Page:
My children don't get to dress up for Halloween at their schools. Instead, around here, we have the Literature Day Parade. A day to dress up in a costume of a character from a favorite book (coincidentally timed right at Halloween!). It's always fun, but this year, I think we have what will probably be my favorite DIY costume of all time.
Peter Pan's escaped shadow! And it's so, so easy. Basically a no-sew project. And sure, you could make it in classic Peter Pan colors and just be Peter Pan, but really, who could resist being a mischievous shadow for Halloween (or Literature Day)?
It all starts with a black morphsuit. I was kind of worried that my girls (I got one for each of them) wouldn't like wearing them, but I couldn't get them to take the suits off! I bought mine from Amazon.com.
I wrote a post a few months ago about how to make a felt Peter Pan hat. It was an easy thing just to make one in black this time. This was the only sewing I did in the entire costume, though really, you could get away with just using a glue gun.
To make the tunic, start with a rectangle of felt. I measured my daughter to figure out roughly how large I wanted it to be. I knew I wanted it to be a few inches wider than her shoulders on either side (for a grand total of 22 inches), and about 25 inches long. Cut the rectangle out of a folded piece of felt, so the rectangle is double thickness. The fold of the fabric will be the top of the tunic.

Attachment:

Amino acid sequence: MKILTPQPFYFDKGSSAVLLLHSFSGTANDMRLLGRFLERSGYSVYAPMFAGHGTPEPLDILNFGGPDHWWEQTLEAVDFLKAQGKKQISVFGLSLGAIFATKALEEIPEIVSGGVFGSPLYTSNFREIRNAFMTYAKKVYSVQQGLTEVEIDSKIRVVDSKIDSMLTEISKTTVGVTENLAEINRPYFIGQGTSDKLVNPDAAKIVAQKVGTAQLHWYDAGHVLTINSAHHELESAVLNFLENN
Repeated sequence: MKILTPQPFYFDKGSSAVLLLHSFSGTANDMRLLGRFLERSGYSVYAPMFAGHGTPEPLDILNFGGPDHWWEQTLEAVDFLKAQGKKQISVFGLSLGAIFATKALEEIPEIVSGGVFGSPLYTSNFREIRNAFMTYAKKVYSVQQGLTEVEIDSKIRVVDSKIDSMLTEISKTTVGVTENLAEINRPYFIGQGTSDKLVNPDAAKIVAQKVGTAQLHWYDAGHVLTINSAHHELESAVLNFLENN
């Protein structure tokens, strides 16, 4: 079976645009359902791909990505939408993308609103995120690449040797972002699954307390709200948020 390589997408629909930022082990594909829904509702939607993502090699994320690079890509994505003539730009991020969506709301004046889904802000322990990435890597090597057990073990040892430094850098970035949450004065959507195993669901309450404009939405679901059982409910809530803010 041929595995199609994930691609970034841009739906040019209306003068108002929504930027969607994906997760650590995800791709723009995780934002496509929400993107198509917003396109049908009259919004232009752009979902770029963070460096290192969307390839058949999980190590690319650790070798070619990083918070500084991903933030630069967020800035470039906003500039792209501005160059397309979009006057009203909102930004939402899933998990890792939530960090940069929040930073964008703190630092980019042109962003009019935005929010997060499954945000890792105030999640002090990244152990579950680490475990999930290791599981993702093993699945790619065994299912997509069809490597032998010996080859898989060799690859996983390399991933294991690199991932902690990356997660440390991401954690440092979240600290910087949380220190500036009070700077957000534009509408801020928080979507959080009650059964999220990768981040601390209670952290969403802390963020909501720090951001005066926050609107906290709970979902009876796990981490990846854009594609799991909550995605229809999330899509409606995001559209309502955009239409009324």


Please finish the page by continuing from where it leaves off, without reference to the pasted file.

Next, it's time to cut the V-neck opening in the tunic. Fold the fabric rectangle in half again, so that the fabric is now four layers thick. Up at the top, where you find the folded edges, cut a smallish diagonal line. This creates a diamond shaped neck hole with one easy cut. Start small--you'll need to cut away less than you'd think, and you can always cut away more.
Cut jagged edges around the top where the arms will be.
I tapered it in a bit so there'd be less bulk in the armpit area, too. make the same kinds of jagged edge cuts at the bottom of the tunic.
Cut a long strip of felt to act as a belt for the tunic. Then just put the tunic on, cinch the belt, and voila, it's a great looking Peter Pan costume! And not a stitch or hem to be seen.
I decided that the belt needed a shadowy felt sword, so I just freehanded this little one. I cut a tie-shaped piece--three of them, actually, for extra thickness and stability. Then I just used the hot glue gun to adhere the layers together.
The guard of the sword was just two layers. I cut that piece on the fold of the felt so I'd be able to just thread it on the belt and not worry about having to sew it on or attach it with glue.
Ta da! A Peter Pan shadow costume, ready to escape, play, and be on the lookout for bars of soap and sewing kits ready to put a stop to all the fun.